Script typefaces are emotional, lyrical, even passionate
communicators. They enhance the written word.
Scripts have a soul and a heart. Words set in script
are perfect examples of things that are greater than
the sum of their parts.
Perhaps the most expressive of all letter styles,
scripts can project a mood, create a sense of the era
in which they were first written, and reflect the tools
used to create them. The rotund strength of a typeface
like Forte has a very different personality from
the passionate Bendigo, and both of these are distinct
from the elegant Young Baroque.
Pretty—but not simple
The first thing to remember when working with
scripts is that they are harder to read than serif or
sans serif typefaces. We are not as familiar with
their character shapes as we are with those in more
traditional typeface designs. This slows down the
reading process … and can affect document comprehension
and information retention. Studies have
also shown that blocks of script copy are not inviting
to the reader. While scripts stand out, they also
tend to create a busy visual texture that is subtly
off-putting to readers. To thrive, scripts should be
employed in an environment where ease of reading
is maximized. Here are six tips to ensure your scripts
are well maintained.
1. Use with care in text.
Make lines of text in a script typeface more engaging
by setting copy in narrow columns. That way
the eye does not have to travel far to catch everything
on a line. Adding a little extra space between
lines of copy will also make the copy more inviting
and help the reading process by reducing the chance
of “doubling” (reading the same line twice). Scripts
should also be set large. Their x-heights are usually
quite small, which means that most are difficult
to read below 14 or 18 point. A good script rule of
thumb: When in doubt, go bigger.
2. Be brief in display environments.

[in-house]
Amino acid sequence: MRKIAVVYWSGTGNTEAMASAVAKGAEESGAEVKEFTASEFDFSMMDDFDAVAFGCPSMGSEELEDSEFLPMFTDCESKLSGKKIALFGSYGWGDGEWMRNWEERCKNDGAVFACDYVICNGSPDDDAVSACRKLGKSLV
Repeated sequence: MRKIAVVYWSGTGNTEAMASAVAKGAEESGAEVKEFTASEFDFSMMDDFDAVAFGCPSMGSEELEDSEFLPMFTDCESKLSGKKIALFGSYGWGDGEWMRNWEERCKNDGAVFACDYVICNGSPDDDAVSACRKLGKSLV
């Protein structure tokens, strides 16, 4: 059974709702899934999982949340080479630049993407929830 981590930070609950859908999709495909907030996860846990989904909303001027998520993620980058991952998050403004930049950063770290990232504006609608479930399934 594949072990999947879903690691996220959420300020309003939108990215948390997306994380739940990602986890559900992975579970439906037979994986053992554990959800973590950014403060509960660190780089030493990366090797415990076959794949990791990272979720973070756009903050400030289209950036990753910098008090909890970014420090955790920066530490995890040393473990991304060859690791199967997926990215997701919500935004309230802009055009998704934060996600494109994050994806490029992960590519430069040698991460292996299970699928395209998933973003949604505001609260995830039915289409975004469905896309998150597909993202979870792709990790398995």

Be brief when using a script typeface to set headlines
or other large copy. Script faces are not that much
easier to read in large sizes than they are small.
Headlines, subheads, pull quotes, and other blocks
of large script type should normally be kept to about
six words. Very long words are also not as easy to
read in a script typeface as are short words.
3. Don’t mix scripts.
There is a typographic tenet that cautions against
using two sans serif typefaces in the same document.
Without going into a lot of design theory,
the basic principle is that there will not be enough
contrast between the two faces. Script designs are
also included in this “no mix” category—but for a
different reason. Trying to mix two script typefaces
in a single document is like herding cats. Because of
their strong design personalities, each design wants
to go its own way and make its own statement. The
result of mixing scripts is almost always typographic
competition and chaos.
4. Avoid kerning, letterspacing.
Another important rule about using script typefaces
is to keep your fingers off the “spacing knob.” Don’t
kern or letterspace script characters. Script typefaces
mimic their handwritten brethren. The individual
characters flow into each other, creating a continuous
ribbon of typographic communication.
Connecting scripts—those with strokes that
connect one letter to the next—are designed to flow
across the page as if the copy were written by a practiced
hand. Even calligraphic or spontaneous nonconnecting
scripts should run smoothly across the
page. Kerning and letterspacing script typefaces does
nothing to enhance their beauty, readability, or communication
5. Take care with capitals.
Never set all-cap copy in a script typeface. Why?
First, because script caps are designed to fit snugly
next to lowercase characters. If set together, they
will become entangled with the next character,
creating a typographic jumble. Yes, you could letterspace
the capitals … but this would only give you
a string of fancy, difficult-to-read letters. There is a
place, however, where script caps can work on their
own: They make wonderful initial letters to introduce
a paragraph or block of copy.
6. Use scripts sparingly.
Because they are so engaging, it’s easy to overuse
scripts. They should be put into service only when
appropriate to the situation and message. Parts lists,
quarterly reports, lengthy brochures, and the like are
not the place to show off your collection of script
fonts. Slide presentations and signage are also environments
where scripts can actually impede understanding
and should especially be avoided.
While there are literally
script typefaces to
choose from and they
can be as varied as
flowers in a garden,
most can be divided
into four basic groups:
Blackletter. The following page offers examples of each.